An impressive debut.
by Nav Qateel
From first-time director Joseph O’Brien, Devil’s Mile tells the story of three crooks with two kidnapped girls in the trunk of their car. The trio are on their way to hand off the two young women to their boss, but after getting lost and then accidentally killing one of the captives, they find themselves trapped in a deadly nightmare they can’t escape from.
Joseph O’Brien’s screenplay was peppered with snappy dialogue and some nice twists, and the direction showed touches of flare. However, the film occasionally suffered from uneven moments, particularly during the final act, where the movie felt almost rudderless. Fortunately O’Brien managed to reign the complicated story in, and delivered a fantastic finale that should keep genre fans happy.
David Hayter plays Toby McTeague, the first of our trio of criminals. Toby has an attitude problem and a very short fuse, as witnessed when he decides to “borrow” a map from a store owner he comes across. You also don’t want to be on the wrong end of his mean three-count, because if Toby reaches that magical number, you face imminent death. Keep an eye out for the tattoo on Toby’s neck, which I thought was a nice bit of detail. Hayter really chewed through his scenes, and listening to him bicker with Jacinta was a blast. The dialogue Casey Hudecki and Hayter shared really had me laughing hard, and whose scenes I thought were well written by O’Brien.
Stuntwoman and actress Casey Hudecki is the least experienced out of the trio yet her character had the most to do, not the least of which was to hang upside down while being beaten up. Jacinta is the newest member of the team and as such, isn’t completely trusted by Toby. On a number of occasions Cally had to stop Toby from being violent towards Jacinta, which included one of his deadly three-counts.
Cally is played by the talented Maria del Mar, who I saw recently in an episode of the brilliant TV show Hannibal. Cally is very defensive of Jacinta but the reason for this is never fully explored. The acting by our three main protagonists was good with Casey Hudecki getting a chance to shine. Playing the two unfortunate kidnapped girls–who spend a lot of their time in the trunk–is Samantha Wan and Shara Kim. Coincidently, like Hudecki, Kim is also a stunt-woman (or should I be saying “stunt-person”?). Early on we learn one of the girls kidnapped is the wrong target, and this is only the start of a long list of problems the group face.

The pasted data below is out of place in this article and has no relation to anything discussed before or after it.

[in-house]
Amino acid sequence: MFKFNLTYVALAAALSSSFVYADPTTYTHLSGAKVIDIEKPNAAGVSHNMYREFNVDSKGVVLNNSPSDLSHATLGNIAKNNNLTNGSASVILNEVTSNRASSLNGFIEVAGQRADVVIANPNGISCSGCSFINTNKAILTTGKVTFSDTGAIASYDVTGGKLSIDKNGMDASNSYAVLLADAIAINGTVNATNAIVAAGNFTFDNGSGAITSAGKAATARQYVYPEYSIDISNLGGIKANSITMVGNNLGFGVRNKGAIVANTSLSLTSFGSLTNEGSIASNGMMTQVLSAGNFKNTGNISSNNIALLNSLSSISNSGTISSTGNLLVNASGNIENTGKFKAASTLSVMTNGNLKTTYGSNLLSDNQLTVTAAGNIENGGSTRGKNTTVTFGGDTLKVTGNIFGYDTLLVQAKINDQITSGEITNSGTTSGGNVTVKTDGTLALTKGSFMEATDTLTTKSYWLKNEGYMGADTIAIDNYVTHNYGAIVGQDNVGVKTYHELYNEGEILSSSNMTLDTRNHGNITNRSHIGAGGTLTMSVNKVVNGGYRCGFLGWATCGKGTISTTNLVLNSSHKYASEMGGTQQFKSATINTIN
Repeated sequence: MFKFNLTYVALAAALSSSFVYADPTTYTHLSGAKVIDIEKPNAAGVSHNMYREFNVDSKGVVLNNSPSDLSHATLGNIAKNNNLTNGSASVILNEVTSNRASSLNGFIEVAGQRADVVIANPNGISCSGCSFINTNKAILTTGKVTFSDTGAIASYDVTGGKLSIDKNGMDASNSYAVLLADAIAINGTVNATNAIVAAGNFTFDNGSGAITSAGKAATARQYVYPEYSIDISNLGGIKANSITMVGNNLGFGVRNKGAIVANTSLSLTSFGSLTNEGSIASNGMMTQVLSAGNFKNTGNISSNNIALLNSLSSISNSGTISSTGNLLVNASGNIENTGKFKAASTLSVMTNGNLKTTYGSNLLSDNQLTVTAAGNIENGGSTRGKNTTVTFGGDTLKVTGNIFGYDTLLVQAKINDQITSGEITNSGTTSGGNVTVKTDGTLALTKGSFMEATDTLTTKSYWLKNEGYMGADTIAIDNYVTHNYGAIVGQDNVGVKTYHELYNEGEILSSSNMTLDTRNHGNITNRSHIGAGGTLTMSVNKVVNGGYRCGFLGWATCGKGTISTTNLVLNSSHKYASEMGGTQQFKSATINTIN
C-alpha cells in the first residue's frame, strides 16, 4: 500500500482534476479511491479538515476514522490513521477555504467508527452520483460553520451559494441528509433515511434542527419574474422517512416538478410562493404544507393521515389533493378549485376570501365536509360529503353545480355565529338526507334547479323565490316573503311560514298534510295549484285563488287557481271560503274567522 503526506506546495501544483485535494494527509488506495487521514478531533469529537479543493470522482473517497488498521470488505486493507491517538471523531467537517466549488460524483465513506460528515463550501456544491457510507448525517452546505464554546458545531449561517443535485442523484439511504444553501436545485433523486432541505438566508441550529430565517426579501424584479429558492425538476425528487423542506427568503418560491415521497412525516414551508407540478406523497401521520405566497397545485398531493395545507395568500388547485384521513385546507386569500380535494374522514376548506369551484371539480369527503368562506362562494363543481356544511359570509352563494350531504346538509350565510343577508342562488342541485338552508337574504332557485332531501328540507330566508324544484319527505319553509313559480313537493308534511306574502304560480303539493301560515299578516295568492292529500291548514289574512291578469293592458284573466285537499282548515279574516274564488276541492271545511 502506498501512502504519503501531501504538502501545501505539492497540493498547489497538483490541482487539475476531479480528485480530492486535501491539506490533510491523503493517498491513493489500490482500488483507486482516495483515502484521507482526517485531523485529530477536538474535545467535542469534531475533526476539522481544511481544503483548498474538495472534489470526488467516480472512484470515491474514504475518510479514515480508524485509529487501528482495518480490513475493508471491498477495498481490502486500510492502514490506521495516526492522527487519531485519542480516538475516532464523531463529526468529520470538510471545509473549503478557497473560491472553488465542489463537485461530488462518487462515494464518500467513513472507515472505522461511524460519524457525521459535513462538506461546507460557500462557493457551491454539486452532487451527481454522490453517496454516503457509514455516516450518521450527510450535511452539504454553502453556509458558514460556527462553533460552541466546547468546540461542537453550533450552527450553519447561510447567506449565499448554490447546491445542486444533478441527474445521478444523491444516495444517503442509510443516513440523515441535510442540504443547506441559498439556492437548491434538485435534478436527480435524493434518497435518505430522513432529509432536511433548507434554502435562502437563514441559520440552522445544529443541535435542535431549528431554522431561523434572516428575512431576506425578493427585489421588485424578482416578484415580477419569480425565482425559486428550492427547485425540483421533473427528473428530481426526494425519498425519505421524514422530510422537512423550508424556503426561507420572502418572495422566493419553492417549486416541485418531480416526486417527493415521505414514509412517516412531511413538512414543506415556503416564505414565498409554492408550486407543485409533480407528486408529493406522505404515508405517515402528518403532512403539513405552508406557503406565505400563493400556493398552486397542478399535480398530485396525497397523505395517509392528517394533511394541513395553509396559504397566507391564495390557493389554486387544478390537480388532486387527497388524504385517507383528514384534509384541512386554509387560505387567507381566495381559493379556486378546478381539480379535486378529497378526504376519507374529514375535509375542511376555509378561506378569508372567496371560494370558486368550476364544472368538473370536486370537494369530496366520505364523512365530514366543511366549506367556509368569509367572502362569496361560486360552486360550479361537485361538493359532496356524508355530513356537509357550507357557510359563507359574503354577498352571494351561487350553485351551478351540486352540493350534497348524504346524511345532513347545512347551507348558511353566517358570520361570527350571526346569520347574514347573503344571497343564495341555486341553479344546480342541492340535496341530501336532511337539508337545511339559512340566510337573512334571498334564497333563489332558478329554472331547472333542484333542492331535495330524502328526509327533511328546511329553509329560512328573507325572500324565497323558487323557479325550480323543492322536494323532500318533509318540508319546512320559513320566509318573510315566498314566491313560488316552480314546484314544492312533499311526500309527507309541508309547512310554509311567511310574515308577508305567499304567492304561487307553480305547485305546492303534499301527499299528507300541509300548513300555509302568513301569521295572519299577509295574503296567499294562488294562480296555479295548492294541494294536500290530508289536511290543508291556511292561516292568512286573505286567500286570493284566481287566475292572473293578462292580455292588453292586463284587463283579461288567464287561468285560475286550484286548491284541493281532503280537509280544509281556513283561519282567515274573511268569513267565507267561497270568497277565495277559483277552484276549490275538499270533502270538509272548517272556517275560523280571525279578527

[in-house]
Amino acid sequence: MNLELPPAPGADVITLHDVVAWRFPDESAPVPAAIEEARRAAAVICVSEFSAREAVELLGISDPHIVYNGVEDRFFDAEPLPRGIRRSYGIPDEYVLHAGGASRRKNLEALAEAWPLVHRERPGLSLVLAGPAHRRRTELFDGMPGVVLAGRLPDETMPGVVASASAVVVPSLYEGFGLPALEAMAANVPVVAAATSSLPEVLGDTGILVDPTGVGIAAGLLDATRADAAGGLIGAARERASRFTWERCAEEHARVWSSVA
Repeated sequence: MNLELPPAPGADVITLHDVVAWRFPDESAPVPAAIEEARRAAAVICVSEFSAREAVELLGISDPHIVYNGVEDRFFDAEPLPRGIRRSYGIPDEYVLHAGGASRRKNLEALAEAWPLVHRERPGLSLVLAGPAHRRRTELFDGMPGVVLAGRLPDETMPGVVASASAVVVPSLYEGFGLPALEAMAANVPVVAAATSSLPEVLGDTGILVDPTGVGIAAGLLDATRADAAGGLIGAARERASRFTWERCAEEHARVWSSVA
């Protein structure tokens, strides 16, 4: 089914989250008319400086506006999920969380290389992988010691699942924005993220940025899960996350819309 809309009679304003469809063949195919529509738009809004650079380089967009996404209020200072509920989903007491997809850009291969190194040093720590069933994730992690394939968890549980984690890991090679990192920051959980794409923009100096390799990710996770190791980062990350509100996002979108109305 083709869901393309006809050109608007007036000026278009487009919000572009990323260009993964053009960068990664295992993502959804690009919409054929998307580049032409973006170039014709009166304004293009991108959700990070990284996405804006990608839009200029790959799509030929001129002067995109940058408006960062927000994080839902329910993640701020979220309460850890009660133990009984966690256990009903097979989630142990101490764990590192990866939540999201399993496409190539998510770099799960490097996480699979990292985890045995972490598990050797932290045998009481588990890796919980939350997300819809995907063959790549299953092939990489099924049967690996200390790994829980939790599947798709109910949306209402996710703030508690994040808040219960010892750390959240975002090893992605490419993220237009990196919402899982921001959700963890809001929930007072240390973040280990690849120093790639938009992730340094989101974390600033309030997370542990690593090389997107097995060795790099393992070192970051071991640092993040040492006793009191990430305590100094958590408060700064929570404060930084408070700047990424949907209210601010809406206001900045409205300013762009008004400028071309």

During a stop to get their bearings, Cally makes a call and speaks to their mysterious boss. It’s here Cally finds out Kanako (Wan) wasn’t who they were supposed to snatch and we also learn a little more about the creepy and very dangerous Mr. Arkadi. Arkadi is played by veteran actor Frank Moore, with Moore giving a great performance that put me very much in mind of Marlon Brando’s Colonel Walter E. Kurtz from Apocalypse Now.
I’m a big fan of Asian horror so it was a huge bonus witnessing the excellent and scary CGI ghost, plus the supernatural element of the variety I’m used to seeing in a lot of modern Japanese horror. As well as the apparent Asian influence, there is a nice blend of genres in Devil’s Mile but to say too much here would be giving away the big reveal.
While some of the film felt a little rushed and a bit rough around the edges, for a first movie done on a budget, I was most impressed by what O’Brien and his team have achieved. Additionally, I found the performances good and I really enjoyed the complicated story with all its twists and turns. All I expect from any film is to be kept entertained for its duration, and Devil’s Mile managed to do just that.
Screener supplied by PHASE4FILMS